Sarah and I meet for lunch one day after she’s gotten the car fixed, and I’m ready to move on to conversations that don’t involve body work accomplished on my behalf. We’re at a nearby café that has outdoor seating, and the weather is perfect for it. She pulls Sam in his stroller up to the table to make it a party of three.

“The amount of legwork involved in just getting around with a new baby amazes me,” I marvel to her. How did you learn how to work all that gear? The car seat and stroller and all of it.”

She laughs. “Oh, trust me—four months ago I didn’t know the first thing about any of this stuff,” she assures me. “You get the hang of it pretty quickly. You learn the car seat management when you’re leaving the hospital, then you don’t go anywhere for several weeks, and then you’re so crazy to leave the house that learning stroller mechanics is almost a joy. You do it all a couple of times and you’re an expert.”

I shake my head. “There’s just so much to remember,” I lament. “And I can barely back out of a parking space.” Continue reading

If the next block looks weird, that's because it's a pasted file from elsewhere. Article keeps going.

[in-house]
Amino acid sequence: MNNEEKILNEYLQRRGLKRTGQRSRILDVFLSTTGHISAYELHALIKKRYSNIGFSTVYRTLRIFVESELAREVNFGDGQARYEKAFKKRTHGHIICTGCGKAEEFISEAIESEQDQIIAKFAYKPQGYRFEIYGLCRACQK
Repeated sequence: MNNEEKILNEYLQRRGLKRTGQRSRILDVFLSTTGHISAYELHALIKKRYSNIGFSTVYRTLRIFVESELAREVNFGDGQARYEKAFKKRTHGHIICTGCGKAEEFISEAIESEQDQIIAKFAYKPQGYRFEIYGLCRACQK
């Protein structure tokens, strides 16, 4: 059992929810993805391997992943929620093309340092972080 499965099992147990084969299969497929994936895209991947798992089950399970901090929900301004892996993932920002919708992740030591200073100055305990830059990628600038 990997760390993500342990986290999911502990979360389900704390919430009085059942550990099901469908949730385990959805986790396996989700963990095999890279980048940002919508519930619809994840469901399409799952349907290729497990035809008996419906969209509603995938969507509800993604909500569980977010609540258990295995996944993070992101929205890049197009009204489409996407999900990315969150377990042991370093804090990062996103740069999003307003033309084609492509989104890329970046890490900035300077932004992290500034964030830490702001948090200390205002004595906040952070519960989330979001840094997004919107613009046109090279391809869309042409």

The Growing Season: Chapter 23 (concluded)

This is the latest installment of The Growing Season. For the other installments please click here.

“Breathe, Merritt,” Mirabelle says, reading my mind. “Remember: one day at a time. You are more ready for this every day, beyond what you can imagine.”

I follow her advice, take a few deep breaths. The self-centeredness of my life so far comes into sharp focus, not as rebuke but as fact; the fact that for so long, I’ve only had to answer to myself, only been responsible to me. I made my own way in New York for years, fashioning my schedule like I wanted it, rolling in and out of my apartment at will, without even a roommate expecting me back. I must have covered almost every inch of that city with my wandering feet, living in a freedom that I didn’t fully realize until now, when love has curtailed that freedom by my own choosing. Regardless of the fact that I have no aspirations to be a Super Mom—that I’ve given up on that ego-building goal even while my child is still in utero—I am still embarking on a dramatic turn from life as I know it. A turn from marriage as I know it, and I haven’t even known that for very long. This rearrangement of priorities looms larger than ever before, a reality now instead of an idea.

“Wow,” I breathe. “It’s just all hitting me.”

“Yes, it tends to start doing that around now.”